The developing world will drive future growth of new smartphone connections, research released by industry body the GSMA at the Mobile World Congress in Barcelona in Spain this week showed.
And it’s cheap, entry-level devices that will drive that uptake.
So, Vodacom’s release a few weeks ago of its cheapest-ever 4G/LTE smartphone, the Vodafone Smart 4 Turbo, is important, at least in the South African context.
And the Smart 4 Turbo, which costs R1 499, is certainly a compelling device for the price, offering many of the features of high-end smartphones at a fraction of their price.
The phone is powered by a low-end Qualcomm MSM8926 processor and runs Android 4.4 KitKat.
It supports the 800MHz, 1,8GHz and 2,6GHz LTE bands. Vodacom is presently using only the 1,8GHz band for LTE. The phone supports LTE download speeds of up to 150Mbit/s. However, given the low-end processor and 1GB RAM, it does tend to take its time in loading pages — it’s a case of the network performance being better than the hardware.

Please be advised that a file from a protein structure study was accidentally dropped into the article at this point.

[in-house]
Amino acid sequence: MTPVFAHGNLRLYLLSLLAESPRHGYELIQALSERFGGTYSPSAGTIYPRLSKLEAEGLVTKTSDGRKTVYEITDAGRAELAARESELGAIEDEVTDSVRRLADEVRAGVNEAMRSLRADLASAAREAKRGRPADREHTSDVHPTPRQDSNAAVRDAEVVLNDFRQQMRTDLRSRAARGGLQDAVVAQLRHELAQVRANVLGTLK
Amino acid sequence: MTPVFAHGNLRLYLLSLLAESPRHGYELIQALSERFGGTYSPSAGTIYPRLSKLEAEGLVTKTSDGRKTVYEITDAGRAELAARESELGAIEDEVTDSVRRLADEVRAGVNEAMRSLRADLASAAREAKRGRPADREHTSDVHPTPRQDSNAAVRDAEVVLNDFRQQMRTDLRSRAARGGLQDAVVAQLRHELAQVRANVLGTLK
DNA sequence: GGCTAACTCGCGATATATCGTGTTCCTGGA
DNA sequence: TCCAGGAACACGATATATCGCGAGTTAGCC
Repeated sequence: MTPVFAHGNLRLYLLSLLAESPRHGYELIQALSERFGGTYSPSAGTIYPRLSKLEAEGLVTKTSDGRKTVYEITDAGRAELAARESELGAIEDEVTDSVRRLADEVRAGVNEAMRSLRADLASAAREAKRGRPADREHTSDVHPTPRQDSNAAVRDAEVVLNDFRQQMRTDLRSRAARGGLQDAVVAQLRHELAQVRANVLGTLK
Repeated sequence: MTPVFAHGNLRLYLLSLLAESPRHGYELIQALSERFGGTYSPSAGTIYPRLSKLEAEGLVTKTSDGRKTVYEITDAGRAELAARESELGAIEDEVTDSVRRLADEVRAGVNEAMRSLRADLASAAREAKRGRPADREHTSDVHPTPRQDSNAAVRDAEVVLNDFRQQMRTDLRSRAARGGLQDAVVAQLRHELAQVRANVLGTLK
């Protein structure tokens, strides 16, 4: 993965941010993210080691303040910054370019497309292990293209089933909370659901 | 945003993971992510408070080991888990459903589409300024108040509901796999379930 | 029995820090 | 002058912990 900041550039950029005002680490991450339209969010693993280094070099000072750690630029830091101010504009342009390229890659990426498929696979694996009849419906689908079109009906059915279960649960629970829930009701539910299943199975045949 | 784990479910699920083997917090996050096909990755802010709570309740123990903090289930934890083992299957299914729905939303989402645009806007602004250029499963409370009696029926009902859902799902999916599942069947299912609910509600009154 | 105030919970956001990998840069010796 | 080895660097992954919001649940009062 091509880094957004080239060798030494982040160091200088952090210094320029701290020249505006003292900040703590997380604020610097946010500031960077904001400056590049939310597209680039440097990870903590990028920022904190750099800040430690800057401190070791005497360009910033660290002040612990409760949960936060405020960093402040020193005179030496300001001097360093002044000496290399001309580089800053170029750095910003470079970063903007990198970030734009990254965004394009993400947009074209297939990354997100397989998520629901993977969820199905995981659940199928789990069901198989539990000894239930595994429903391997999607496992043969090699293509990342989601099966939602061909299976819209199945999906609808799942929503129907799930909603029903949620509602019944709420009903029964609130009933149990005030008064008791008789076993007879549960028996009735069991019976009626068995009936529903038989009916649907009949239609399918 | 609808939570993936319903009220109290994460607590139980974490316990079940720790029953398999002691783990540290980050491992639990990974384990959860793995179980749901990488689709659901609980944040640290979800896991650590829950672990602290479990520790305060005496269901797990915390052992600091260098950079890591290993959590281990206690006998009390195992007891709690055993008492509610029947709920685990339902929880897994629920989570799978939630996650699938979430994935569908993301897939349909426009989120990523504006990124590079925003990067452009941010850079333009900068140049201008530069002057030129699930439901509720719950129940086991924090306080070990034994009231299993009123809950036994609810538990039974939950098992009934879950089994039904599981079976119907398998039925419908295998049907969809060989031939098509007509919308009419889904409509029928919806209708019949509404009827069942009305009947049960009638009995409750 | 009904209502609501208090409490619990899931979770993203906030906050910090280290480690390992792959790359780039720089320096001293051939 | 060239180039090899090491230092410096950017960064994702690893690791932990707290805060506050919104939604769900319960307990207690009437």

Storage can be expanded by up to 32GB using a microSD card, which is good given that it comes with only 4GB of internal flash storage.
With a talk time of 6,5 hours from the 1 880mAh battery, the Smart 4 Turbo includes a battery saver mode that switches off or limits certain functions such as brightness when the juice is running low.
The phone has a decidedly average 5-megapixel rear camera. Picture quality is poor in low-light conditions, although photos taken in sunlight tend to be crisper and clearer. It can also shoot rudimentary video. The phone’s front-facing camera is a poor-quality 0,3-megapixel affair good only for low-quality Skype calls.
The phone supports Bluetooth 4.0 and even near-field communication technology and GPS. Crucially for the target market, there’s also an FM radio.
There’s a smattering of apps beyond the usual Google services and stock Android programs. There’s a Flashlight app, useful in our age of load shedding. Facebook and Twitter also come bundled, saving users the download — though they’ll need updating.
The Vodacom Smart 4 Turbo certainly has the look and feel of a slightly more premium phone, what with its 854×480-pixel, 4,5-inch display and refined (plastic) lines.
Available in both black and white, the plastic cladding does not detract from what is a superior finish for the price.
For the South African market, this is an ideal entry-level smartphone and one would be hard pressed to find better value for money. Now all that’s needed is for mobile data prices to come down to match the value this device offers consumers. — © 2015 NewsCentral Media